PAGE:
Cowboys Don’t Sing, 2013
Written and directed by Dennis Flynn
[image courtesy of Tim Leuke]
Wilson here. As you may recall, we previously reported, at Mr. Struggan’s request, on the premiere of Cowboys Don’t Sing, a musical written by some dear friends of Mr. Struggan, Misters Dennis Flynn and Johnny Kelley. Last month, Cowboys re-emerged as part of the New York International Fringe Festival, staging five performances to rave reviews. This finally afforded me an opportunity to see the show, and offer you, dear readers, a long-overdue review of one of the finest western musicals ever written.
Cowboys Don’t Sing spins a riotously smart yarn, sending up pretty much every trope and cliche of the western and musical genres you can possibly think of. The curtains rise on a fantastic opening number; a train full of hopeful travelers headed out to the old west, whose optimism at the chance for a fresh start are swiftly, and hilariously, interrupted by a gang of train robbers. Among the passengers are Alice (Megan Beaty) and Max (Jeffrey Sharkey), new transplants to the “singin’ town” of Tombstone Junction, whose residents are fond of regularly expressing themselves though practiced and synchronized song and dance (Mr. Struggan welcomed this clever plot device, which solved for him the main reason he usually hates musicals).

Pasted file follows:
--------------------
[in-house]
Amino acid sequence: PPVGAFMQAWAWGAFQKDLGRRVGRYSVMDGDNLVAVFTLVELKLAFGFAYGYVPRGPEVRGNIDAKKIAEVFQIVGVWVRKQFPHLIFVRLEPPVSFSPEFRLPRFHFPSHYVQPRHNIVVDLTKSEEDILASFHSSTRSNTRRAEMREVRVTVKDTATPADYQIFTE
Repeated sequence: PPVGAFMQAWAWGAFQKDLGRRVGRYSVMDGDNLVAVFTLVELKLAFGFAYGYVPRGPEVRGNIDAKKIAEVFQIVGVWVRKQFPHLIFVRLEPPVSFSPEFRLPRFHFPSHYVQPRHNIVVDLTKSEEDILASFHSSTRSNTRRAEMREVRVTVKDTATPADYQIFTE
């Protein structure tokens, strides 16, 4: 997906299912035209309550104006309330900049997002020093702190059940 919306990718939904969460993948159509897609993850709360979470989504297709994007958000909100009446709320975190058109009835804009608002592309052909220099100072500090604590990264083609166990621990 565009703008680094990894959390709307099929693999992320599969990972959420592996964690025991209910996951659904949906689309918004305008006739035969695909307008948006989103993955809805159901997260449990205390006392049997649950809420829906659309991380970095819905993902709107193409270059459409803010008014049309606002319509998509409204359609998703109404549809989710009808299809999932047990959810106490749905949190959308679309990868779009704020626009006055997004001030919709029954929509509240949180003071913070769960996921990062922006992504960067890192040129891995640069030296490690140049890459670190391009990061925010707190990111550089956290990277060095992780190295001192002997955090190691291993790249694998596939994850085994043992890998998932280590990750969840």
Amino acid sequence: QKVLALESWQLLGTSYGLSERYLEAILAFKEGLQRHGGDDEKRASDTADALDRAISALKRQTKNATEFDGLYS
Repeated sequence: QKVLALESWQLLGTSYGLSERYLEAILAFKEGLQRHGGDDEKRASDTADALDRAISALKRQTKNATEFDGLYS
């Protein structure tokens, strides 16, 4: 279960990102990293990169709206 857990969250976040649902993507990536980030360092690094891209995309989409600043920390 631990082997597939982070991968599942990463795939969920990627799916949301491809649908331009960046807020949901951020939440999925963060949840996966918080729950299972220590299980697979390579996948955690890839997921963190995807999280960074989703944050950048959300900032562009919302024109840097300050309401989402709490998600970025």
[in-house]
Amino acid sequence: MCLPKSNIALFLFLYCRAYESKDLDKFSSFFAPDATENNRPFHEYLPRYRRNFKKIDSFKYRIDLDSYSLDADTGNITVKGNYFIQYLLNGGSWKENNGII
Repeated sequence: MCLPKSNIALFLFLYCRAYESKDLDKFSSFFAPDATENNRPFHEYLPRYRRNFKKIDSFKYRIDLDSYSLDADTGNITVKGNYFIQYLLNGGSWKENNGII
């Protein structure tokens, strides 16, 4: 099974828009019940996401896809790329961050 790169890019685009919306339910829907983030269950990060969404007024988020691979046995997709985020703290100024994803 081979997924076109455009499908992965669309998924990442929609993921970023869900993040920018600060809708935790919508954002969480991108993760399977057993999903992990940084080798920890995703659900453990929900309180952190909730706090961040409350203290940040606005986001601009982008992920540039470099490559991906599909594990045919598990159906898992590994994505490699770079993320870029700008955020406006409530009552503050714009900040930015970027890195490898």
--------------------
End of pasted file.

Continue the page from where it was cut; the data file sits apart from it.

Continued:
The train heist, along with the mysterious arrival to town of the eponymous Cowboy (TJ Alcala), sends the Sheriff (Matt van Orden) and citizens of Tombstone Junction into a frenzy of twistful suspense and ingeniously clever musical numbers. The end result is a supremely entertaining and satisfying play. The production triumphs in large part due to Flynn’s fresh and confident writing, an exceptional score from Kelley and Alcala, and a tremendous ensemble cast (Beaty, Sharkey, and van Orden deliver standout performances).
Cowboys Don’t Sing is currently in the midst of an extended run, part of the Fringe Festival’s Encore Series. There are two more performances scheduled for this week, Wednesday the 25th and Thursday the 26th, at The Players Theater, 115 MacDougal Street, New York City.
Mr. Struggan sends his Highest Regards.